Photo by Dan Merlo
THE END OF CINEMATICS by Mikel Rouse (Rouse/Luminato). To June 12, Wednesday-Thursday 7:30 pm. Bluma Appel Theatre (27 Front East). $25-$45. 416-872-1111, www.luminato.com. Rating: NN
The second in Mikel Rouse’s trilogy of multimedia operas is just as dull and repetitive as his first, Dennis Cleveland. More people walked out on this one - which may be explained by the fact that it was easier to exit the Bluma Appel Theatre, where it’s continuing until tomorrow, than it was the CBC building studio where Dennis was performed.
As you enter the Bluma lobby, you’re hit with the smell of popcorn. You can even take it (and some soda!) to your seat. How much? Gee, no thanks. Don’t want to spoil dinner, or be responsible for St. Lawrence Centre Sticky Floor.
The “show” itself begins with four trailers for upcoming movies. These are actual trailers, with no commentary by Rouse. The point? You tell me. Someone next to me didn’t bother finding out – he left midway through the trailer for Mamma Mia.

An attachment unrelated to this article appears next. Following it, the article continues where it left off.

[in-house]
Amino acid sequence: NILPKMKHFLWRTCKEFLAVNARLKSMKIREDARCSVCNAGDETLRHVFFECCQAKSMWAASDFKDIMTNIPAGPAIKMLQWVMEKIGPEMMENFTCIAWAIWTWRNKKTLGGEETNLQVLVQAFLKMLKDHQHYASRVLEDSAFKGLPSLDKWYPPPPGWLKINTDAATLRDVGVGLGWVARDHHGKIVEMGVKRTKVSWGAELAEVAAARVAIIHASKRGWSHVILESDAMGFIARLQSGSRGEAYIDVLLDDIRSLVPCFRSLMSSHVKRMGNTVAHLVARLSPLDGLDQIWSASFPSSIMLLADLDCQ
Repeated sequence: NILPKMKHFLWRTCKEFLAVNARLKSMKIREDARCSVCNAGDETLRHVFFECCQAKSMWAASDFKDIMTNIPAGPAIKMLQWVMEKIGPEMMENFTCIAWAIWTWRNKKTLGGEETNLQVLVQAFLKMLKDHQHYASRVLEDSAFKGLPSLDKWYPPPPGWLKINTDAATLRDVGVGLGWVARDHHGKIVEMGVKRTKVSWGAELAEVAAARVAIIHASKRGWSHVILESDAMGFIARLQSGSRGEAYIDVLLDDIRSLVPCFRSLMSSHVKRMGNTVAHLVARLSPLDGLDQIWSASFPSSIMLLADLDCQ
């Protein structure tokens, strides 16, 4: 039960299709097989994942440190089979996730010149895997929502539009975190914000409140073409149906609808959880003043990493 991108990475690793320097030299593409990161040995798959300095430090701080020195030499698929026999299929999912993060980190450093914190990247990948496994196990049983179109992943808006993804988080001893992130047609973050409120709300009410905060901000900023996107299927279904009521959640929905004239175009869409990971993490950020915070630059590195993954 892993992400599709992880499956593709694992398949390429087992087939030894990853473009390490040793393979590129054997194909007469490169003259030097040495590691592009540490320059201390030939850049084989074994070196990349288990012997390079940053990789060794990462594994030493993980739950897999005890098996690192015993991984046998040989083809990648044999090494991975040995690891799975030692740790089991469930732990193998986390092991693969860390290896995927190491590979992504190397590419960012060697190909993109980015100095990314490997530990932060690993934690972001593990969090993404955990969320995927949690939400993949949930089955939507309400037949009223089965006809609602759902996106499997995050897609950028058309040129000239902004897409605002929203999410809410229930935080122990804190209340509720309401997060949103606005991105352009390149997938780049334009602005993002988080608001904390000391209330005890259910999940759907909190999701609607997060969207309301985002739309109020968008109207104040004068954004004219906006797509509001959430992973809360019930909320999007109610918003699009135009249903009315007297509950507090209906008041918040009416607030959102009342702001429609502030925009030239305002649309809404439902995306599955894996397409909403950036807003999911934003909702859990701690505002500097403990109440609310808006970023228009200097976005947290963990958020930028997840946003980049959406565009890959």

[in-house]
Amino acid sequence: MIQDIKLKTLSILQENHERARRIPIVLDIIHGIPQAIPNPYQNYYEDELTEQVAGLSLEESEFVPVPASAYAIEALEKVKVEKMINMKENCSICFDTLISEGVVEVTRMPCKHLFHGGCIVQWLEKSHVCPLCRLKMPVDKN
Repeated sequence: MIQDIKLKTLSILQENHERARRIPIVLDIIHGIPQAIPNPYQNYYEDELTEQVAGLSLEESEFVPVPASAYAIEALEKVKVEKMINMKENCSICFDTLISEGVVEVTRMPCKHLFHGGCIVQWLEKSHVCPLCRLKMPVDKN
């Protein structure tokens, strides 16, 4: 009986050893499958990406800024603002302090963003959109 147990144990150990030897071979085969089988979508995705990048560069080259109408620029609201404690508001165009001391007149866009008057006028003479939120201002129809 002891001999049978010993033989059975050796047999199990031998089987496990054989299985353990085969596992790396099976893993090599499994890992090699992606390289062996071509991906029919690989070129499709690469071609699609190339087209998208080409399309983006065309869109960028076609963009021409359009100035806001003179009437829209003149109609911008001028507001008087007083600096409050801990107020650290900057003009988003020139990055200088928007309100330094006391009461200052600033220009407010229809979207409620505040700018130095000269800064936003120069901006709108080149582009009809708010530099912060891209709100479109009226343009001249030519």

After a series of opening titles are projected onto a screen, the piece begins, and it’s your basic exploration of what film/video can do and what theatre can do. We “read” different things into film than we do at live performers on a stage. Not exactly original stuff.
There’s some effective layering of imagery. The film sequences are largely set on the streets of Paris (lucky Dennis and company). The live actors, outfitted in your basic noir garb, move around, their images caught on videotape. So much to look at! Plus there’s music, sung to the same kind of syncopated beats that lulled us in Dennis Cleveland. Here the actors – you can’t really call them characters - seem to be lipsynching.
There are separate sections, preceded by titles. One clever sequence riffs on race and ends up referencing a superhero. It gets a laugh.
The End Of Cinematics takes a long time to end. The ovation, even for an opening night crowd, was lacklustre.
In retrospective, the most thrilling part came when someone in the audience tried to capture a sequence on his digital camera and a quick-on-his-feet usher asked him to put it away. I didn’t see what happened. Talk about cliffhanger.